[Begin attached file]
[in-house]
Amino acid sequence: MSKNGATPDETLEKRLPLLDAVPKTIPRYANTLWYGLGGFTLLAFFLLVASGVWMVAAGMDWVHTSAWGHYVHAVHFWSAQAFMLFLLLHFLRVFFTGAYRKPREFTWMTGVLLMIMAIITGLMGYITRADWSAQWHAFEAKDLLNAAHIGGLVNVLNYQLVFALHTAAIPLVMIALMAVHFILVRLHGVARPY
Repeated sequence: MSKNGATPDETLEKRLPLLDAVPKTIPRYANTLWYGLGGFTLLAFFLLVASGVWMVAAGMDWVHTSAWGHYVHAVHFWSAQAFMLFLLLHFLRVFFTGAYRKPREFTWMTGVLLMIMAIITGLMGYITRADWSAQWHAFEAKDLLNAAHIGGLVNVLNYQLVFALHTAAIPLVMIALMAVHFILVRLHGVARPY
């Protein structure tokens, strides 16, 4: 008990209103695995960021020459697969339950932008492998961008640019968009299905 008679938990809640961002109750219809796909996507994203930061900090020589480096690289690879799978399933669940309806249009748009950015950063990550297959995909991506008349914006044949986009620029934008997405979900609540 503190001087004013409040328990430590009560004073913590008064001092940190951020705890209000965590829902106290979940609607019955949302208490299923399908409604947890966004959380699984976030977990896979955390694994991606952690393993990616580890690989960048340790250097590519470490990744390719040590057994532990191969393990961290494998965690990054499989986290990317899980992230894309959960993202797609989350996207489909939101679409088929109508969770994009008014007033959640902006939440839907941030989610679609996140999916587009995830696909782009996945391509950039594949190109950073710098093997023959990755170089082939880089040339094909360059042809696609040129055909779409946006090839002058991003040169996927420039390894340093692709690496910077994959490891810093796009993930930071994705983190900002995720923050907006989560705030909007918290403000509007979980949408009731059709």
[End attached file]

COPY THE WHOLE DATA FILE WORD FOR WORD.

[in-house]
Amino acid sequence: MSKNGATPDETLEKRLPLLDAVPKTIPRYANTLWYGLGGFTLLAFFLLVASGVWMVAAGMDWVHTSAWGHYVHAVHFWSAQAFMLFLLLHFLRVFFTGAYRKPREFTWMTGVLLMIMAIITGLMGYITRADWSAQWHAFEAKDLLNAAHIGGLVNVLNYQLVFALHTAAIPLVMIALMAVHFILVRLHGVARPY
Repeated sequence: MSKNGATPDETLEKRLPLLDAVPKTIPRYANTLWYGLGGFTLLAFFLLVASGVWMVAAGMDWVHTSAWGHYVHAVHFWSAQAFMLFLLLHFLRVFFTGAYRKPREFTWMTGVLLMIMAIITGLMGYITRADWSAQWHAFEAKDLLNAAHIGGLVNVLNYQLVFALHTAAIPLVMIALMAVHFILVRLHGVARPY
């Protein structure tokens, strides 16, 4: 008990209103695995960021020459697969339950932008492998961008640019968009299905 008679938990809640961002109750219809796909996507994203930061900090020589480096690289690879799978399933669940309806249009748009950015950063990550297959995909991506008349914006044949986009620029934008997405979900609540 503190001087004013409040328990430590009560004073913590008064001092940190951020705890209000965590829902106290979940609607019955949302208490299923399908409604947890966004959380699984976030977990896979955390694994991606952690393993990616580890690989960048340790250097590519470490990744390719040590057994532990191969393990961290494998965690990054499989986290990317899980992230894309959960993202797609989350996207489909939101679409088929109508969770994009008014007033959640902006939440839907941030989610679609996140999916587009995830696909782009996945391509950039594949190109950073710098093997023959990755170089082939880089040339094909360059042809696609040129055909779409946006090839002058991003040169996927420039390894340093692709690496910077994959490891810093796009993930930071994705983190900002995720923050907006989560705030909007918290403000509007979980949408009731059709």